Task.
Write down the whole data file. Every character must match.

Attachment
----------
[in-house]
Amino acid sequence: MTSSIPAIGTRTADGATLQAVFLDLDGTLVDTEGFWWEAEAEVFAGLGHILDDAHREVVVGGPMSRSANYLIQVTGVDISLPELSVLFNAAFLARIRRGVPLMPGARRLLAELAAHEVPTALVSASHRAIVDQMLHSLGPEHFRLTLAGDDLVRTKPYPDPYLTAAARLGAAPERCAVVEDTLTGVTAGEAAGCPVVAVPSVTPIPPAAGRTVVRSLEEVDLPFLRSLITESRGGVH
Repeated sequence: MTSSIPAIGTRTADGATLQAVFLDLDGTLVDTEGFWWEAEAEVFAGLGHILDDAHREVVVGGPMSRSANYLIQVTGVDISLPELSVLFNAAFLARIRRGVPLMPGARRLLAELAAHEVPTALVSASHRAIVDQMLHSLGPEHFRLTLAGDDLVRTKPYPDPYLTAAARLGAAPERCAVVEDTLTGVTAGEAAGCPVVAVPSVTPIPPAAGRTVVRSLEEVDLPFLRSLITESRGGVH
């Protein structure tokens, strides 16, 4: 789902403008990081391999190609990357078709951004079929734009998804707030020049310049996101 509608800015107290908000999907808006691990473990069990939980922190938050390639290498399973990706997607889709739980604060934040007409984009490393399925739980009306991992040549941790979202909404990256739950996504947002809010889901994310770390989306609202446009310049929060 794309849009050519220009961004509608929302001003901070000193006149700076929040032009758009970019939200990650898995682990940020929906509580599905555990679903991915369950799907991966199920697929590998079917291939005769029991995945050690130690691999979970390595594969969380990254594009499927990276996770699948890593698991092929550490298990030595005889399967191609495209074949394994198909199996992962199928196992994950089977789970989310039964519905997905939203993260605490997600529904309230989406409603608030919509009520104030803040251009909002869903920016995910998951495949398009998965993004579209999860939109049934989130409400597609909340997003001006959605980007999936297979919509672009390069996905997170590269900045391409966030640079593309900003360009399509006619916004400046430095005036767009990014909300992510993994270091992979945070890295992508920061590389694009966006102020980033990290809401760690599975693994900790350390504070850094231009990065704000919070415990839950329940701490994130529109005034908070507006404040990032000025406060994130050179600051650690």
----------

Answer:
[in-house]
Amino acid sequence: MTSSIPAIGTRTADGATLQAVFLDLDGTLVDTEGFWWEAEAEVFAGLGHILDDAHREVVVGGPMSRSANYLIQVTGVDISLPELSVLFNAAFLARIRRGVPLMPGARRLLAELAAHEVPTALVSASHRAIVDQMLHSLGPEHFRLTLAGDDLVRTKPYPDPYLTAAARLGAAPERCAVVEDTLTGVTAGEAAGCPVVAVPSVTPIPPAAGRTVVRSLEEVDLPFLRSLITESRGGVH
Repeated sequence: MTSSIPAIGTRTADGATLQAVFLDLDGTLVDTEGFWWEAEAEVFAGLGHILDDAHREVVVGGPMSRSANYLIQVTGVDISLPELSVLFNAAFLARIRRGVPLMPGARRLLAELAAHEVPTALVSASHRAIVDQMLHSLGPEHFRLTLAGDDLVRTKPYPDPYLTAAARLGAAPERCAVVEDTLTGVTAGEAAGCPVVAVPSVTPIPPAAGRTVVRSLEEVDLPFLRSLITESRGGVH
């Protein structure tokens, strides 16, 4: 789902403008990081391999190609990357078709951004079929734009998804707030020049310049996101 509608800015107290908000999907808006691990473990069990939980922190938050390639290498399973990706997607889709739980604060934040007409984009490393399925739980009306991992040549941790979202909404990256739950996504947002809010889901994310770390989306609202446009310049929060 794309849009050519220009961004509608929302001003901070000193006149700076929040032009758009970019939200990650898995682990940020929906509580599905555990679903991915369950799907991966199920697929590998079917291939005769029991995945050690130690691999979970390595594969969380990254594009499927990276996770699948890593698991092929550490298990030595005889399967191609495209074949394994198909199996992962199928196992994950089977789970989310039964519905997905939203993260605490997600529904309230989406409603608030919509009520104030803040251009909002869903920016995910998951495949398009998965993004579209999860939109049934989130409400597609909340997003001006959605980007999936297979919509672009390069996905997170590269900045391409966030640079593309900003360009399509006619916004400046430095005036767009990014909300992510993994270091992979945070890295992508920061590389694009966006102020980033990290809401760690599975693994900790350390504070850094231009990065704000919070415990839950329940701490994130529109005034908070507006404040990032000025406060994130050179600051650690």